What Are Ice Dams?
Whether you’re a fan of winter or not, there’s no denying hanging icicles and frost are enchanting. But those beautiful ici...
What Are Ice Dams?
Whether you’re a fan of winter or not, there’s no denying hanging icicles and frost are enchanting. But those beautiful icicles hanging off your eaves are hiding something a bit more serious: ice dams.
Ice dams may not seem that bad, but they can weigh an extraordinary amount, compromising the structure of your roof and home.
What Causes Ice Dams?
Ice dams form when heat loss, snow cover, and outside temperatures interact, causing snow to melt and refreeze. Essentially, they form when warm areas of the roof cause snow to melt and run into cold regions on the roof where it refreezes.
These warm spots are caused by heat flowing through the ceiling to the roof or the bright sun warming the roof shingles, even if the air temperature is below freezing. Weather patterns can also be responsible for melting and freezing snow.
Many Calgarians are familiar with this common phenomenon. Our colder winters combined with chinooks that bring in warmer air causes periods of melt that cause slow runoff with plenty of time to refreeze.
Can Ice Dams Cause Damage?
Ice dams can cause water to back up and seep under shingles. From there, this meltwater can run into the house, ruining ceilings and walls. Aside from stripping paint and wrecking insulation, collected moisture can also cause mold and mildew to grow.
How to Fix & Prevent Ice Dams
Preventing Ice Dams
Prevention is the best medicine, as the saying goes. Steps to prevent ice dams from forming include:
- Making your ceiling airtight by sealing leaks where warm air can escape through the ceiling to below the roof decking.
- Increasing insulation in your living spaces to prevent heat loss through your ceiling.
- Improving insulation in your attic space to prevent heat loss through your roof.
- Adding ventilation in the space between insulation and roof decking. Ventilation will carry away any warm air that leaks through your ceiling.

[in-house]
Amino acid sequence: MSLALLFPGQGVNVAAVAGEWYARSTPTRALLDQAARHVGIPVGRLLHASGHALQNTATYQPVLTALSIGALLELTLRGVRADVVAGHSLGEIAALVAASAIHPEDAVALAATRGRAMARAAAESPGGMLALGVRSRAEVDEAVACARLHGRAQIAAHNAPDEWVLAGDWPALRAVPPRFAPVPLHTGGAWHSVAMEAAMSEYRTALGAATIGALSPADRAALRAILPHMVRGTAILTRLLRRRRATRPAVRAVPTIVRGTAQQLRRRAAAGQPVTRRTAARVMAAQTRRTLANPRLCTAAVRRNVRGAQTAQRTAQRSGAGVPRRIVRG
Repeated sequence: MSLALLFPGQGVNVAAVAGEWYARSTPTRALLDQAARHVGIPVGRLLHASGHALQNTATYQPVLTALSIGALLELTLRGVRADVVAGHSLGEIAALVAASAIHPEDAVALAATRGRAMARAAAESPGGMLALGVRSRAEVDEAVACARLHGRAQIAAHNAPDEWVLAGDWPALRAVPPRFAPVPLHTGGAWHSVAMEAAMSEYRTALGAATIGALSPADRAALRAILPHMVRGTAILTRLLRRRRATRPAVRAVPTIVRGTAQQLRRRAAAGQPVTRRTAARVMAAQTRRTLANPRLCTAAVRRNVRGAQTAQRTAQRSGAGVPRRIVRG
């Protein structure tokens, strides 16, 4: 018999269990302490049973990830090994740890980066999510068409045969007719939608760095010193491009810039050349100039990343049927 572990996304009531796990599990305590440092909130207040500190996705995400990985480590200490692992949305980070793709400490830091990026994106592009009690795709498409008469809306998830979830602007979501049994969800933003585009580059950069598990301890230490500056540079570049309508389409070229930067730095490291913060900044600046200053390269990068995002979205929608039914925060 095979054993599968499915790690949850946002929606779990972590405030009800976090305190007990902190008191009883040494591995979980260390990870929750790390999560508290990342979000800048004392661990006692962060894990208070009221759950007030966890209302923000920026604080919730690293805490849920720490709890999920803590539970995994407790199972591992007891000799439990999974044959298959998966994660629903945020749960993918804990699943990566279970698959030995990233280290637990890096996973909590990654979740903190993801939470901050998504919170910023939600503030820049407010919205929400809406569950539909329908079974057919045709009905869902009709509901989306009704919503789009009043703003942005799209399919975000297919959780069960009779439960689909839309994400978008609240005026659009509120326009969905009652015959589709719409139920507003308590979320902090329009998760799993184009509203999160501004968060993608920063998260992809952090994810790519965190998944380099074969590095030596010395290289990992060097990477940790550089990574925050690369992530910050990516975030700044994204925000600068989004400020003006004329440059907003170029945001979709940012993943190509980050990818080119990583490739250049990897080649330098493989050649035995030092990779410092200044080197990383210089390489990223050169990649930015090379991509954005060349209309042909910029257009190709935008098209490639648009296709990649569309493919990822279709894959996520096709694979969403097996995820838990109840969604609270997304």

Adding Heat-Lines to your roof is one of the best ways to prevent ice dams. Heat-Lines provide freeze protection for your roof, gutters, and pipes by melting excess ice and snow. Once installed, Heat-Lines can be a permanent solution to ice dam problems.
Fixing Ice Dams
It doesn’t take much heat to raise your roof temperature above 0℃. Even if you do everything right with ventilating or insulating your home, ice dams can form anyway. Just a little bit of warm air from your attic or some radiant heat from the sun can warm your roof enough to melt accumulated snow.
If you see ice dams forming on your roof, you can take some steps to stop them from getting worse:
- Hire a professional to come out and remove ice dams before they cause damage.
- You can remove small ice dams by breaking them into smaller pieces using a mallet. DO NOT use a sharp tool, like an ax or knife, because they can damage shingles and your roof. Breaking up ice dams is dangerous work, so take caution.
- Clear your gutters and downspouts of snow, debris, and ice. If your gutters and downspouts are clogged, melting snow has nowhere to go. Again, this is dangerous work, especially in winter conditions, so do this with caution. You can also install a continuous hanger system, which can also help prevent debris and snow build-up in your gutters.
- Using a long-handled rake, remove snow from the last 4 feet of your roof after heavy snowfalls. Use light pressure so you don’t inadvertently damage your shingles. NEVER get up onto your roof to remove snow in the winter. If there’s no snow, there’s nothing to melt and create an ice dam.
When Worried About Ice Dams, Hire a Professional
This may all sound overwhelming when all you want to do is prevent leakage into your home. But the good news that roofing, ventilation, and insulation professionals are available to help in just these types of situations!
Roofing and exterior professionals have the experience and knowledge to safely work on roofs in winter conditions and know how to avoid damaging your roof or house.
When a house is tightened up to prevent heat loss, professionals also know the appropriate steps for ensuring your ventilation systems and exhausting devices have enough space and air to operate effectively and safely. If you’ve ever struggled with ice dams, or you’re worried about the chances of them forming on your roof (especially on these warmer winter days), don’t wait to have a professional come and check out your home! It could save you a headache in the future.